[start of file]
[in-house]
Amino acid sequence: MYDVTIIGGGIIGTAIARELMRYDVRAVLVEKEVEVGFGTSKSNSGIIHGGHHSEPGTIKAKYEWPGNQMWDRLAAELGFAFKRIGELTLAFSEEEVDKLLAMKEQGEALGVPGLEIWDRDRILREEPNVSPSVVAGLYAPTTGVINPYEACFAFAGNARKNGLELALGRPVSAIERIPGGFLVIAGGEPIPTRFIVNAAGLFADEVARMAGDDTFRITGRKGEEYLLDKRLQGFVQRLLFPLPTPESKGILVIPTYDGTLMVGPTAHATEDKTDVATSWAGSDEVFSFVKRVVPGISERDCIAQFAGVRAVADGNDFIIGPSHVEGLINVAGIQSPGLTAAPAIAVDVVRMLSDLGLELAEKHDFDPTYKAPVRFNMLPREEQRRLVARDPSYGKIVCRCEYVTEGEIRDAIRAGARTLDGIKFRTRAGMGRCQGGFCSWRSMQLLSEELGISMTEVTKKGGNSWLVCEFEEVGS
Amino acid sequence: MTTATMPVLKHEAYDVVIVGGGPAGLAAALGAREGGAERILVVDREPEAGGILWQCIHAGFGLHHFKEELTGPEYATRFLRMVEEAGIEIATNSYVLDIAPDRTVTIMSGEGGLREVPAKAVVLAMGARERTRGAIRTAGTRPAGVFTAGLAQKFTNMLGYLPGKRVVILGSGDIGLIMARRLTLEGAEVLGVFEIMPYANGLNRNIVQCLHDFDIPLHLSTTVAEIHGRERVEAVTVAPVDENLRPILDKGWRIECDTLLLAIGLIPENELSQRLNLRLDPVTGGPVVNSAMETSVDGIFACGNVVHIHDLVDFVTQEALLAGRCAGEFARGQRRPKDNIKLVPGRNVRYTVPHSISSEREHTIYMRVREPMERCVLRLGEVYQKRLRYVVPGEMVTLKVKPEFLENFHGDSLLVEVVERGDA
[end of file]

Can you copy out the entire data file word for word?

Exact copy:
[in-house]
Amino acid sequence: MYDVTIIGGGIIGTAIARELMRYDVRAVLVEKEVEVGFGTSKSNSGIIHGGHHSEPGTIKAKYEWPGNQMWDRLAAELGFAFKRIGELTLAFSEEEVDKLLAMKEQGEALGVPGLEIWDRDRILREEPNVSPSVVAGLYAPTTGVINPYEACFAFAGNARKNGLELALGRPVSAIERIPGGFLVIAGGEPIPTRFIVNAAGLFADEVARMAGDDTFRITGRKGEEYLLDKRLQGFVQRLLFPLPTPESKGILVIPTYDGTLMVGPTAHATEDKTDVATSWAGSDEVFSFVKRVVPGISERDCIAQFAGVRAVADGNDFIIGPSHVEGLINVAGIQSPGLTAAPAIAVDVVRMLSDLGLELAEKHDFDPTYKAPVRFNMLPREEQRRLVARDPSYGKIVCRCEYVTEGEIRDAIRAGARTLDGIKFRTRAGMGRCQGGFCSWRSMQLLSEELGISMTEVTKKGGNSWLVCEFEEVGS
Amino acid sequence: MTTATMPVLKHEAYDVVIVGGGPAGLAAALGAREGGAERILVVDREPEAGGILWQCIHAGFGLHHFKEELTGPEYATRFLRMVEEAGIEIATNSYVLDIAPDRTVTIMSGEGGLREVPAKAVVLAMGARERTRGAIRTAGTRPAGVFTAGLAQKFTNMLGYLPGKRVVILGSGDIGLIMARRLTLEGAEVLGVFEIMPYANGLNRNIVQCLHDFDIPLHLSTTVAEIHGRERVEAVTVAPVDENLRPILDKGWRIECDTLLLAIGLIPENELSQRLNLRLDPVTGGPVVNSAMETSVDGIFACGNVVHIHDLVDFVTQEALLAGRCAGEFARGQRRPKDNIKLVPGRNVRYTVPHSISSEREHTIYMRVREPMERCVLRLGEVYQKRLRYVVPGEMVTLKVKPEFLENFHGDSLLVEVVERGDA